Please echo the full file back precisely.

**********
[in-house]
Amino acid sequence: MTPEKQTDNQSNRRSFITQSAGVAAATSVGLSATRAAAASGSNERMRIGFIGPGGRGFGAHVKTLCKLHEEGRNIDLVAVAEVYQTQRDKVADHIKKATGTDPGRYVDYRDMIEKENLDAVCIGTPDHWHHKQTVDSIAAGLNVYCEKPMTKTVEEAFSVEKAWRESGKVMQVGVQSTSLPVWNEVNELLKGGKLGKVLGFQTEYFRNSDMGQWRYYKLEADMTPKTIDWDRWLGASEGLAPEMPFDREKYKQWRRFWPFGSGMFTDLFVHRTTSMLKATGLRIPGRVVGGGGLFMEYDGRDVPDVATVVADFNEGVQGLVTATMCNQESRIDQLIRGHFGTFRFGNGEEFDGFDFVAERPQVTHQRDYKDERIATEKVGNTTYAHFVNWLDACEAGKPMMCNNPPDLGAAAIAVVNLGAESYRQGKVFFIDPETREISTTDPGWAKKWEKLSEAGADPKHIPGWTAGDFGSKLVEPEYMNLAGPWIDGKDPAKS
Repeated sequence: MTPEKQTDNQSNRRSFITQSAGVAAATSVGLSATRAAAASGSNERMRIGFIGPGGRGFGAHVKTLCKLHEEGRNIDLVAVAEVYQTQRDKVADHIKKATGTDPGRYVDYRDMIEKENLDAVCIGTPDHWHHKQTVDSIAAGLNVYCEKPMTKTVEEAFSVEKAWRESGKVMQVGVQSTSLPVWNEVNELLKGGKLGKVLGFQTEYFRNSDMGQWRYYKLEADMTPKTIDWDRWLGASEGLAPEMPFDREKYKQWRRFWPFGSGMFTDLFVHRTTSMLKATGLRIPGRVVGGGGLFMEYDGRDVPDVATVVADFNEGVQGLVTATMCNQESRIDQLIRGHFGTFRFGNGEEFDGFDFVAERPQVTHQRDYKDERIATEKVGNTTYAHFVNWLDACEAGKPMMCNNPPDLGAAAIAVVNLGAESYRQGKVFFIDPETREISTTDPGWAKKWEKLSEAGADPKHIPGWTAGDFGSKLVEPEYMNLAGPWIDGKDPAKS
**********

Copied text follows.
[in-house]
Amino acid sequence: MTPEKQTDNQSNRRSFITQSAGVAAATSVGLSATRAAAASGSNERMRIGFIGPGGRGFGAHVKTLCKLHEEGRNIDLVAVAEVYQTQRDKVADHIKKATGTDPGRYVDYRDMIEKENLDAVCIGTPDHWHHKQTVDSIAAGLNVYCEKPMTKTVEEAFSVEKAWRESGKVMQVGVQSTSLPVWNEVNELLKGGKLGKVLGFQTEYFRNSDMGQWRYYKLEADMTPKTIDWDRWLGASEGLAPEMPFDREKYKQWRRFWPFGSGMFTDLFVHRTTSMLKATGLRIPGRVVGGGGLFMEYDGRDVPDVATVVADFNEGVQGLVTATMCNQESRIDQLIRGHFGTFRFGNGEEFDGFDFVAERPQVTHQRDYKDERIATEKVGNTTYAHFVNWLDACEAGKPMMCNNPPDLGAAAIAVVNLGAESYRQGKVFFIDPETREISTTDPGWAKKWEKLSEAGADPKHIPGWTAGDFGSKLVEPEYMNLAGPWIDGKDPAKS
Repeated sequence: MTPEKQTDNQSNRRSFITQSAGVAAATSVGLSATRAAAASGSNERMRIGFIGPGGRGFGAHVKTLCKLHEEGRNIDLVAVAEVYQTQRDKVADHIKKATGTDPGRYVDYRDMIEKENLDAVCIGTPDHWHHKQTVDSIAAGLNVYCEKPMTKTVEEAFSVEKAWRESGKVMQVGVQSTSLPVWNEVNELLKGGKLGKVLGFQTEYFRNSDMGQWRYYKLEADMTPKTIDWDRWLGASEGLAPEMPFDREKYKQWRRFWPFGSGMFTDLFVHRTTSMLKATGLRIPGRVVGGGGLFMEYDGRDVPDVATVVADFNEGVQGLVTATMCNQESRIDQLIRGHFGTFRFGNGEEFDGFDFVAERPQVTHQRDYKDERIATEKVGNTTYAHFVNWLDACEAGKPMMCNNPPDLGAAAIAVVNLGAESYRQGKVFFIDPETREISTTDPGWAKKWEKLSEAGADPKHIPGWTAGDFGSKLVEPEYMNLAGPWIDGKDPAKS